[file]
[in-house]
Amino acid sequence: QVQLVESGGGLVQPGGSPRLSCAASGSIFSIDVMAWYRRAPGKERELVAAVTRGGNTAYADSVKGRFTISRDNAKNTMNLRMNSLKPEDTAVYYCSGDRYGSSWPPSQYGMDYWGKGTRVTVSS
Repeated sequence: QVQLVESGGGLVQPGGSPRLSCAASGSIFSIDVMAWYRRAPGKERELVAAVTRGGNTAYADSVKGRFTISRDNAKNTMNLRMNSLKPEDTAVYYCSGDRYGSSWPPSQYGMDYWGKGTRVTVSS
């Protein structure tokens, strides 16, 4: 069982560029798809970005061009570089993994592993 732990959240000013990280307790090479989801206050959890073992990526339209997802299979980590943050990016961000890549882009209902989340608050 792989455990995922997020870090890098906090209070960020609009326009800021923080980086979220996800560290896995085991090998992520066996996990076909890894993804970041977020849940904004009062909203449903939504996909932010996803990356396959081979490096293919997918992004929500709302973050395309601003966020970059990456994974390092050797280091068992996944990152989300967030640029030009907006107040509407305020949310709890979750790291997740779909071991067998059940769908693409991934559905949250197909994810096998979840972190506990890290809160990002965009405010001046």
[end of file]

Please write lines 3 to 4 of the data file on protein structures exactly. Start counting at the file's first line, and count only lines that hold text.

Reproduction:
Repeated sequence: QVQLVESGGGLVQPGGSPRLSCAASGSIFSIDVMAWYRRAPGKERELVAAVTRGGNTAYADSVKGRFTISRDNAKNTMNLRMNSLKPEDTAVYYCSGDRYGSSWPPSQYGMDYWGKGTRVTVSS
């Protein structure tokens, strides 16, 4: 069982560029798809970005061009570089993994592993 732990959240000013990280307790090479989801206050959890073992990526339209997802299979980590943050990016961000890549882009209902989340608050 792989455990995922997020870090890098906090209070960020609009326009800021923080980086979220996800560290896995085991090998992520066996996990076909890894993804970041977020849940904004009062909203449903939504996909932010996803990356396959081979490096293919997918992004929500709302973050395309601003966020970059990456994974390092050797280091068992996944990152989300967030640029030009907006107040509407305020949310709890979750790291997740779909071991067998059940769908693409991934559905949250197909994810096998979840972190506990890290809160990002965009405010001046």